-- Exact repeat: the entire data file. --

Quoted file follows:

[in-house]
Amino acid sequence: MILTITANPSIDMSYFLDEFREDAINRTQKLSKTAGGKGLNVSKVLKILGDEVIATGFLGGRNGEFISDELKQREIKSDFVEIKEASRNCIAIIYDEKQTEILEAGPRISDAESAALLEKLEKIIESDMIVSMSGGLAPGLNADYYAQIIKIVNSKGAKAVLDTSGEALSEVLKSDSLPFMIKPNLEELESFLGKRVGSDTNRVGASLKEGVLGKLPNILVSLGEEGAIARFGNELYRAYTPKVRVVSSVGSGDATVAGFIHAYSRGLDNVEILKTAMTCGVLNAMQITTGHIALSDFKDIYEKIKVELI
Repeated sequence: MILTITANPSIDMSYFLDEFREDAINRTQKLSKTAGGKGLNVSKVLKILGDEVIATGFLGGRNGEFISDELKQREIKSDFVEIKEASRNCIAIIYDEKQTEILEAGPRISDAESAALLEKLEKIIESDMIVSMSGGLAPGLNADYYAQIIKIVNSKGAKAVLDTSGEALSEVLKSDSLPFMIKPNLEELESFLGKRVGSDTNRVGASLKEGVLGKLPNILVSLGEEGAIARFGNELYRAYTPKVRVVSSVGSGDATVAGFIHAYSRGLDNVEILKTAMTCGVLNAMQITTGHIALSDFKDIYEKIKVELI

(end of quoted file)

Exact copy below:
[in-house]
Amino acid sequence: MILTITANPSIDMSYFLDEFREDAINRTQKLSKTAGGKGLNVSKVLKILGDEVIATGFLGGRNGEFISDELKQREIKSDFVEIKEASRNCIAIIYDEKQTEILEAGPRISDAESAALLEKLEKIIESDMIVSMSGGLAPGLNADYYAQIIKIVNSKGAKAVLDTSGEALSEVLKSDSLPFMIKPNLEELESFLGKRVGSDTNRVGASLKEGVLGKLPNILVSLGEEGAIARFGNELYRAYTPKVRVVSSVGSGDATVAGFIHAYSRGLDNVEILKTAMTCGVLNAMQITTGHIALSDFKDIYEKIKVELI
Repeated sequence: MILTITANPSIDMSYFLDEFREDAINRTQKLSKTAGGKGLNVSKVLKILGDEVIATGFLGGRNGEFISDELKQREIKSDFVEIKEASRNCIAIIYDEKQTEILEAGPRISDAESAALLEKLEKIIESDMIVSMSGGLAPGLNADYYAQIIKIVNSKGAKAVLDTSGEALSEVLKSDSLPFMIKPNLEELESFLGKRVGSDTNRVGASLKEGVLGKLPNILVSLGEEGAIARFGNELYRAYTPKVRVVSSVGSGDATVAGFIHAYSRGLDNVEILKTAMTCGVLNAMQITTGHIALSDFKDIYEKIKVELI